Children who remain incompletely immunized at age 7 years and greater should be counted as having prior exposure to tetanus and diphtheria toxoids. For example, to complete the primary immunization series for tetanus and diphtheria, a child who previously received 2 doses of DTP or DTaP needs only 1 dose of Tetanus and Diphtheria Toxoids Adsorbed.
Any variation from the recommended volume or number of doses is discouraged. The serological response, clinical efficacy and/or frequency and severity of adverse reactions of schedules other than those described above have not been adequately studied. 19
A booster dose of 0.5 mL of Td is given 10 years after completion of primary immunization and every 10 years thereafter. If a dose is given sooner than 10 years, as part of wound management or on exposure to diphtheria, the next booster is not needed for 10 years thereafter. MORE FREQUENT BOOSTER DOSES ARE NOT INDICATED AND MAY BE ASSOCIATED WITH INCREASED INCIDENCE AND SEVERITY OF REACTIONS 5 (see ).
All case contacts, household and others, who have previously received fewer than three doses of diphtheria toxoid, should receive an immediate dose of an appropriate diphtheria toxoid-containing preparation and should complete the series according to schedule. Case contacts who have previously received three or more doses, but who have not received a dose of a preparation containing diphtheria toxoid within the previous five years, should receive a booster dose of a diphtheria toxoid-containing preparation appropriate for their age. 5 Td is an appropriate preparation in these circumstances for persons 7 years of age or older.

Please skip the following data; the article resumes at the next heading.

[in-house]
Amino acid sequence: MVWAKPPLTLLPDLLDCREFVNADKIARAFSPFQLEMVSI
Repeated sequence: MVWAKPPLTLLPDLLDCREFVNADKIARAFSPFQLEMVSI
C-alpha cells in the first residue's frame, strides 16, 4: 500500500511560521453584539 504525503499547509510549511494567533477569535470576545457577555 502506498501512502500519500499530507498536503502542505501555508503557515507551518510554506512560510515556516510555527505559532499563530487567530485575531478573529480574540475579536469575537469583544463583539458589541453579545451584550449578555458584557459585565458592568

The need for active immunization with a tetanus toxoid-containing preparation, with or without passive immunization with Tetanus Immune Globulin (TIG) depends on both the condition of the wound and the patient' immunization history. Tetanus has rarely occurred among persons with a documented primary series of tetanus toxoid injections. A thorough attempt must be made to determine whether a patient has completed primary immunization.